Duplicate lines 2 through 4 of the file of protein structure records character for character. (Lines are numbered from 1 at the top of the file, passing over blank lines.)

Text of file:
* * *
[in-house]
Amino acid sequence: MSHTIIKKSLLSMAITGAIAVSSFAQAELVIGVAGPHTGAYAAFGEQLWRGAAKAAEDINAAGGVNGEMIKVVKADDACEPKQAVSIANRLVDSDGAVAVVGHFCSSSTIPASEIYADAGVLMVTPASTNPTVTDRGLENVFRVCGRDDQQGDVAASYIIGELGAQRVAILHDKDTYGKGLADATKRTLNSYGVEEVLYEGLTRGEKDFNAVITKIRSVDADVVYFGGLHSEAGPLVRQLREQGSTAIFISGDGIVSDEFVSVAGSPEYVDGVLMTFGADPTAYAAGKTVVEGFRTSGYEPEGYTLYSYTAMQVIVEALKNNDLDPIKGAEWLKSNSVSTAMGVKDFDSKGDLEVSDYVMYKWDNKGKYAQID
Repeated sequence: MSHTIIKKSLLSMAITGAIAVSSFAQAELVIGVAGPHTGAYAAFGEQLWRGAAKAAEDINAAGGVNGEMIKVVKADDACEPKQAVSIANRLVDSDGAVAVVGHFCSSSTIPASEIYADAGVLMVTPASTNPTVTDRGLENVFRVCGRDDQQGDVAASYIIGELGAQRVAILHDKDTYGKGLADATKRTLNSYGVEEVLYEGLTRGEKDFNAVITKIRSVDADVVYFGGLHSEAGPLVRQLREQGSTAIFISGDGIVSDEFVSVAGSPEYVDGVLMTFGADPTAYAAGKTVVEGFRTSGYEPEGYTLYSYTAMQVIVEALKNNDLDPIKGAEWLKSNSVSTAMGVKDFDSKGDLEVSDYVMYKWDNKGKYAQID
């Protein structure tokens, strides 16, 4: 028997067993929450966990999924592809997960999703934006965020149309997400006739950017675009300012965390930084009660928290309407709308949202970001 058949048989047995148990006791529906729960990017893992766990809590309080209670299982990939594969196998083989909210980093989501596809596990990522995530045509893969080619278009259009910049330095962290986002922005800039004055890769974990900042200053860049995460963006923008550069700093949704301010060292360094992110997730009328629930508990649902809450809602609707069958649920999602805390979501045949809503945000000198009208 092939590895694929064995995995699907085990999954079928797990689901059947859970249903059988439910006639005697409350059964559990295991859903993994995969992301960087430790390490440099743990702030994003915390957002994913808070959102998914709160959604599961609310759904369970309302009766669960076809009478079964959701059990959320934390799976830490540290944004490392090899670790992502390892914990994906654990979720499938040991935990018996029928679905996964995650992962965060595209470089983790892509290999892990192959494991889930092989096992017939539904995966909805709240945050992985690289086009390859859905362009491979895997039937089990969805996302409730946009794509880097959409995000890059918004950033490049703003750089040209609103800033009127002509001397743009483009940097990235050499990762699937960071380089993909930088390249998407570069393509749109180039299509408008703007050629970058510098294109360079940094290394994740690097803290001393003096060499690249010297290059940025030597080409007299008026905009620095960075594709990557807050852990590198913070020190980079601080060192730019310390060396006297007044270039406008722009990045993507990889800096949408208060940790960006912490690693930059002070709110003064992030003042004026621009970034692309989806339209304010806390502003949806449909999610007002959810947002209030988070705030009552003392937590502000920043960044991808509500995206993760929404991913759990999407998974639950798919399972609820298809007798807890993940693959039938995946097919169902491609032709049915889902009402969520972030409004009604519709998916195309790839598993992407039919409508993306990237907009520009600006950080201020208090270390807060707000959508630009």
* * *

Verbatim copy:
Amino acid sequence: MSHTIIKKSLLSMAITGAIAVSSFAQAELVIGVAGPHTGAYAAFGEQLWRGAAKAAEDINAAGGVNGEMIKVVKADDACEPKQAVSIANRLVDSDGAVAVVGHFCSSSTIPASEIYADAGVLMVTPASTNPTVTDRGLENVFRVCGRDDQQGDVAASYIIGELGAQRVAILHDKDTYGKGLADATKRTLNSYGVEEVLYEGLTRGEKDFNAVITKIRSVDADVVYFGGLHSEAGPLVRQLREQGSTAIFISGDGIVSDEFVSVAGSPEYVDGVLMTFGADPTAYAAGKTVVEGFRTSGYEPEGYTLYSYTAMQVIVEALKNNDLDPIKGAEWLKSNSVSTAMGVKDFDSKGDLEVSDYVMYKWDNKGKYAQID
Repeated sequence: MSHTIIKKSLLSMAITGAIAVSSFAQAELVIGVAGPHTGAYAAFGEQLWRGAAKAAEDINAAGGVNGEMIKVVKADDACEPKQAVSIANRLVDSDGAVAVVGHFCSSSTIPASEIYADAGVLMVTPASTNPTVTDRGLENVFRVCGRDDQQGDVAASYIIGELGAQRVAILHDKDTYGKGLADATKRTLNSYGVEEVLYEGLTRGEKDFNAVITKIRSVDADVVYFGGLHSEAGPLVRQLREQGSTAIFISGDGIVSDEFVSVAGSPEYVDGVLMTFGADPTAYAAGKTVVEGFRTSGYEPEGYTLYSYTAMQVIVEALKNNDLDPIKGAEWLKSNSVSTAMGVKDFDSKGDLEVSDYVMYKWDNKGKYAQID
């Protein structure tokens, strides 16, 4: 028997067993929450966990999924592809997960999703934006965020149309997400006739950017675009300012965390930084009660928290309407709308949202970001 058949048989047995148990006791529906729960990017893992766990809590309080209670299982990939594969196998083989909210980093989501596809596990990522995530045509893969080619278009259009910049330095962290986002922005800039004055890769974990900042200053860049995460963006923008550069700093949704301010060292360094992110997730009328629930508990649902809450809602609707069958649920999602805390979501045949809503945000000198009208 092939590895694929064995995995699907085990999954079928797990689901059947859970249903059988439910006639005697409350059964559990295991859903993994995969992301960087430790390490440099743990702030994003915390957002994913808070959102998914709160959604599961609310759904369970309302009766669960076809009478079964959701059990959320934390799976830490540290944004490392090899670790992502390892914990994906654990979720499938040991935990018996029928679905996964995650992962965060595209470089983790892509290999892990192959494991889930092989096992017939539904995966909805709240945050992985690289086009390859859905362009491979895997039937089990969805996302409730946009794509880097959409995000890059918004950033490049703003750089040209609103800033009127002509001397743009483009940097990235050499990762699937960071380089993909930088390249998407570069393509749109180039299509408008703007050629970058510098294109360079940094290394994740690097803290001393003096060499690249010297290059940025030597080409007299008026905009620095960075594709990557807050852990590198913070020190980079601080060192730019310390060396006297007044270039406008722009990045993507990889800096949408208060940790960006912490690693930059002070709110003064992030003042004026621009970034692309989806339209304010806390502003949806449909999610007002959810947002209030988070705030009552003392937590502000920043960044991808509500995206993760929404991913759990999407998974639950798919399972609820298809007798807890993940693959039938995946097919169902491609032709049915889902009402969520972030409004009604519709998916195309790839598993992407039919409508993306990237907009520009600006950080201020208090270390807060707000959508630009």